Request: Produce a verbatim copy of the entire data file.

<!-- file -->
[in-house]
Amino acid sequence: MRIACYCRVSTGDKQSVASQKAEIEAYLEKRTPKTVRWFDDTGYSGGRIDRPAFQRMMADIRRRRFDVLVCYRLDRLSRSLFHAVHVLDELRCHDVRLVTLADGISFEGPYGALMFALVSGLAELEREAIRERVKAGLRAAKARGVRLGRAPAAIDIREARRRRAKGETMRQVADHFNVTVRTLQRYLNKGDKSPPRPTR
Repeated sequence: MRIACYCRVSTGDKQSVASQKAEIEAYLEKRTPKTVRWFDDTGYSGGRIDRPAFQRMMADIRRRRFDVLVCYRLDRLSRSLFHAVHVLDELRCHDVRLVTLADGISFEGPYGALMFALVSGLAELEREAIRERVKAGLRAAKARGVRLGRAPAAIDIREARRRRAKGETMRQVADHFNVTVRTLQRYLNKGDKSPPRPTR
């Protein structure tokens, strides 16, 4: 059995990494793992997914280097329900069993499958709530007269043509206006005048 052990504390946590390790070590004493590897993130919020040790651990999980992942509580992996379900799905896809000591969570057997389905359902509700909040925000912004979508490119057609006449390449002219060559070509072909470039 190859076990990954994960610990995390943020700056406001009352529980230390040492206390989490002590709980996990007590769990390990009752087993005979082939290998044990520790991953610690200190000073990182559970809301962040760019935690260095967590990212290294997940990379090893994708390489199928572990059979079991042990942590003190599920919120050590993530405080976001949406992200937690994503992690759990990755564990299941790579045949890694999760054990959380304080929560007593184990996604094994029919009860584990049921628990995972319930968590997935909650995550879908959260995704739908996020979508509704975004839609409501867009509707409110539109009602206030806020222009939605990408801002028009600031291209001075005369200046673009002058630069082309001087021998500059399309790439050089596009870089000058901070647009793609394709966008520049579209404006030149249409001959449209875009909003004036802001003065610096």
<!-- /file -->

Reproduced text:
[in-house]
Amino acid sequence: MRIACYCRVSTGDKQSVASQKAEIEAYLEKRTPKTVRWFDDTGYSGGRIDRPAFQRMMADIRRRRFDVLVCYRLDRLSRSLFHAVHVLDELRCHDVRLVTLADGISFEGPYGALMFALVSGLAELEREAIRERVKAGLRAAKARGVRLGRAPAAIDIREARRRRAKGETMRQVADHFNVTVRTLQRYLNKGDKSPPRPTR
Repeated sequence: MRIACYCRVSTGDKQSVASQKAEIEAYLEKRTPKTVRWFDDTGYSGGRIDRPAFQRMMADIRRRRFDVLVCYRLDRLSRSLFHAVHVLDELRCHDVRLVTLADGISFEGPYGALMFALVSGLAELEREAIRERVKAGLRAAKARGVRLGRAPAAIDIREARRRRAKGETMRQVADHFNVTVRTLQRYLNKGDKSPPRPTR
């Protein structure tokens, strides 16, 4: 059995990494793992997914280097329900069993499958709530007269043509206006005048 052990504390946590390790070590004493590897993130919020040790651990999980992942509580992996379900799905896809000591969570057997389905359902509700909040925000912004979508490119057609006449390449002219060559070509072909470039 190859076990990954994960610990995390943020700056406001009352529980230390040492206390989490002590709980996990007590769990390990009752087993005979082939290998044990520790991953610690200190000073990182559970809301962040760019935690260095967590990212290294997940990379090893994708390489199928572990059979079991042990942590003190599920919120050590993530405080976001949406992200937690994503992690759990990755564990299941790579045949890694999760054990959380304080929560007593184990996604094994029919009860584990049921628990995972319930968590997935909650995550879908959260995704739908996020979508509704975004839609409501867009509707409110539109009602206030806020222009939605990408801002028009600031291209001075005369200046673009002058630069082309001087021998500059399309790439050089596009870089000058901070647009793609394709966008520049579209404006030149249409001959449209875009909003004036802001003065610096």